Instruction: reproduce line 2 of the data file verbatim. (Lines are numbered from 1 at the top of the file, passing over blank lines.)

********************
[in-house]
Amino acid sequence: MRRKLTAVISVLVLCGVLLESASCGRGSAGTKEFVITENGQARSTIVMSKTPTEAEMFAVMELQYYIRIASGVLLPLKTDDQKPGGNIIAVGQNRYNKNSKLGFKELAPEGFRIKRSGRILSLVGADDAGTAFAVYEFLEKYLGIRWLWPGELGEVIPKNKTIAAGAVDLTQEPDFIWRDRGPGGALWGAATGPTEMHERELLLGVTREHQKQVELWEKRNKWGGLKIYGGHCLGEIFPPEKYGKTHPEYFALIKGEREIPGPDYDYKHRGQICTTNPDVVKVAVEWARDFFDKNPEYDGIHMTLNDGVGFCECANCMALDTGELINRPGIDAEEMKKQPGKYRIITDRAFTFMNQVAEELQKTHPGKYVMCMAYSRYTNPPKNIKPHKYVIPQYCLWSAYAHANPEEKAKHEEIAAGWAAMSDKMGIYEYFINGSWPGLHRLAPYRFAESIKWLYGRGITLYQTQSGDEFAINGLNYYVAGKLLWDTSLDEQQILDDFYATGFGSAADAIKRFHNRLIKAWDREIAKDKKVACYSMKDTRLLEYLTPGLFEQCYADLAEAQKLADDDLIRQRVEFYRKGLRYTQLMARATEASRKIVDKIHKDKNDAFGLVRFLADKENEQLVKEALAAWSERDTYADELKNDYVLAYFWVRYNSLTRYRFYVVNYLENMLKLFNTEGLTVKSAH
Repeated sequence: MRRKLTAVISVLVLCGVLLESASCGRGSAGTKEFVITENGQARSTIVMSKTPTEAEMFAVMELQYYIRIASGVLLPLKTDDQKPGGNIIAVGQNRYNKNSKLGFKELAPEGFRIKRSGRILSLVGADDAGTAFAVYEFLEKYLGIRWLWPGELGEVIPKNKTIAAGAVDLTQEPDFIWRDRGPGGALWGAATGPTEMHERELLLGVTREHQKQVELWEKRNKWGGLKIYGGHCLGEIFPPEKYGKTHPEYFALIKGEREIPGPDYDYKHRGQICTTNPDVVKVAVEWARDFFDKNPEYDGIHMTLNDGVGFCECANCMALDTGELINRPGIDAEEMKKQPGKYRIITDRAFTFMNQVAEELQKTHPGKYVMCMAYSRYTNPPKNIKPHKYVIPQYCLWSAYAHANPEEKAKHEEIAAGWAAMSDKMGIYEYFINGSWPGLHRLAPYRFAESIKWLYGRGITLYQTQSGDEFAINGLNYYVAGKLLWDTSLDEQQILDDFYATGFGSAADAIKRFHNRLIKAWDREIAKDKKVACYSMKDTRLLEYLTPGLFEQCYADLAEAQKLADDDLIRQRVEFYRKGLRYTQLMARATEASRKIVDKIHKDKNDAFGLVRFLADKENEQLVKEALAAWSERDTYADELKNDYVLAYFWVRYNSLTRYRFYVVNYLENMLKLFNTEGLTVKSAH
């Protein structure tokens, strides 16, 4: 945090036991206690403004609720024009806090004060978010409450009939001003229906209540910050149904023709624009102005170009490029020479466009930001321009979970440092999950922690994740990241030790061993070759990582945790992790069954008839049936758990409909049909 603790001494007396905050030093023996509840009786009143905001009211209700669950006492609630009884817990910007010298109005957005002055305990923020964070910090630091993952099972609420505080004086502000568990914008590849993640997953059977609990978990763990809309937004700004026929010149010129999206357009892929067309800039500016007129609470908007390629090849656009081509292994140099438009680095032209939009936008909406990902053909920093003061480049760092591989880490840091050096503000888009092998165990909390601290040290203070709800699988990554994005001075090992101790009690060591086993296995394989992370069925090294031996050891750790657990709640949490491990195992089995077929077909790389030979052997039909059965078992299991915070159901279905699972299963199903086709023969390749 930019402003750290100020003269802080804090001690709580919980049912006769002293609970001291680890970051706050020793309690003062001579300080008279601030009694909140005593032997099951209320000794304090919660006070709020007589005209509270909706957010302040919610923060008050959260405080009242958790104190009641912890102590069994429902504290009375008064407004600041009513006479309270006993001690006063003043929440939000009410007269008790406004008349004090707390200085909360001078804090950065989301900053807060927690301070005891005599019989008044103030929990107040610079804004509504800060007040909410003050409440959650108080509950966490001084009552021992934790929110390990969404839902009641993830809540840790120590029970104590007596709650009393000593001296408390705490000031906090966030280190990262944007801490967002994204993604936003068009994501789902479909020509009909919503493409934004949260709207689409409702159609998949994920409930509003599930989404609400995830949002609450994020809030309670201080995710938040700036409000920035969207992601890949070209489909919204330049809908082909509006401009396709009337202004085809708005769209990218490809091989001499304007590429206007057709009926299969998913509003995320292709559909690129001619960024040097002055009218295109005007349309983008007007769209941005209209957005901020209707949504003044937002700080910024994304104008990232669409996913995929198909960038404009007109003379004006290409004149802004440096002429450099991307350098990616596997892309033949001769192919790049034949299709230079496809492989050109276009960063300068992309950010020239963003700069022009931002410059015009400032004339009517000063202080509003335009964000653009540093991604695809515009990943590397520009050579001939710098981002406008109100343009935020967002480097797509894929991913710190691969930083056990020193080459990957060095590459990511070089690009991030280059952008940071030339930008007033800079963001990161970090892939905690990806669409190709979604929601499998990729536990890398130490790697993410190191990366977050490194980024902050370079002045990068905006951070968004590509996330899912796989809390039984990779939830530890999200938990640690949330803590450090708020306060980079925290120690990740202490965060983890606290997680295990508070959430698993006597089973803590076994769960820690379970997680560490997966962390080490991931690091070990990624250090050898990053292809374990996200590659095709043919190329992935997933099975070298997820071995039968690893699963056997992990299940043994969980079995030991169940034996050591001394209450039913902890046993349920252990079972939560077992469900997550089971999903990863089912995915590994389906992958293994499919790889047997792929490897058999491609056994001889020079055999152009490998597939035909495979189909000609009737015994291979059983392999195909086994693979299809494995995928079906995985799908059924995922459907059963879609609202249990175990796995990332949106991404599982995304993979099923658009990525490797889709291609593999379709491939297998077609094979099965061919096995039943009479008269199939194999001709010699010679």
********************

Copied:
Amino acid sequence: MRRKLTAVISVLVLCGVLLESASCGRGSAGTKEFVITENGQARSTIVMSKTPTEAEMFAVMELQYYIRIASGVLLPLKTDDQKPGGNIIAVGQNRYNKNSKLGFKELAPEGFRIKRSGRILSLVGADDAGTAFAVYEFLEKYLGIRWLWPGELGEVIPKNKTIAAGAVDLTQEPDFIWRDRGPGGALWGAATGPTEMHERELLLGVTREHQKQVELWEKRNKWGGLKIYGGHCLGEIFPPEKYGKTHPEYFALIKGEREIPGPDYDYKHRGQICTTNPDVVKVAVEWARDFFDKNPEYDGIHMTLNDGVGFCECANCMALDTGELINRPGIDAEEMKKQPGKYRIITDRAFTFMNQVAEELQKTHPGKYVMCMAYSRYTNPPKNIKPHKYVIPQYCLWSAYAHANPEEKAKHEEIAAGWAAMSDKMGIYEYFINGSWPGLHRLAPYRFAESIKWLYGRGITLYQTQSGDEFAINGLNYYVAGKLLWDTSLDEQQILDDFYATGFGSAADAIKRFHNRLIKAWDREIAKDKKVACYSMKDTRLLEYLTPGLFEQCYADLAEAQKLADDDLIRQRVEFYRKGLRYTQLMARATEASRKIVDKIHKDKNDAFGLVRFLADKENEQLVKEALAAWSERDTYADELKNDYVLAYFWVRYNSLTRYRFYVVNYLENMLKLFNTEGLTVKSAH